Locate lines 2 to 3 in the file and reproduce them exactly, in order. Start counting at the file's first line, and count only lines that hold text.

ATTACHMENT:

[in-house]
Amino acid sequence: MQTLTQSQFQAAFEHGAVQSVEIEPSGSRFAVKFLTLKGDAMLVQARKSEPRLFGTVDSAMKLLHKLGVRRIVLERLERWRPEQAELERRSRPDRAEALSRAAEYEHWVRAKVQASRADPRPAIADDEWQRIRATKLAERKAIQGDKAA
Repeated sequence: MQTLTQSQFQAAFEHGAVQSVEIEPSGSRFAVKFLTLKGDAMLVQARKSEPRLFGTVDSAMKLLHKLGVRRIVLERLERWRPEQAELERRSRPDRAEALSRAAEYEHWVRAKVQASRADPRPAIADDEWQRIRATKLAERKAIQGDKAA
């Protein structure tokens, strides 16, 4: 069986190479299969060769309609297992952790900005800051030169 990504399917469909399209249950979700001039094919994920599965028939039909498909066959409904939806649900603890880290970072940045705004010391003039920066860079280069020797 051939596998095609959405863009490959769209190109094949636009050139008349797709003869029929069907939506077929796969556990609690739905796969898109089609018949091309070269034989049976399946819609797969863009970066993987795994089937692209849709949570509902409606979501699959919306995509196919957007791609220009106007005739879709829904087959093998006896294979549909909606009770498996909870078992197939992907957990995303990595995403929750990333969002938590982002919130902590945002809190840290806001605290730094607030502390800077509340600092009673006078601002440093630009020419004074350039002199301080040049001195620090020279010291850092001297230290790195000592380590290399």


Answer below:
Amino acid sequence: MQTLTQSQFQAAFEHGAVQSVEIEPSGSRFAVKFLTLKGDAMLVQARKSEPRLFGTVDSAMKLLHKLGVRRIVLERLERWRPEQAELERRSRPDRAEALSRAAEYEHWVRAKVQASRADPRPAIADDEWQRIRATKLAERKAIQGDKAA
Repeated sequence: MQTLTQSQFQAAFEHGAVQSVEIEPSGSRFAVKFLTLKGDAMLVQARKSEPRLFGTVDSAMKLLHKLGVRRIVLERLERWRPEQAELERRSRPDRAEALSRAAEYEHWVRAKVQASRADPRPAIADDEWQRIRATKLAERKAIQGDKAA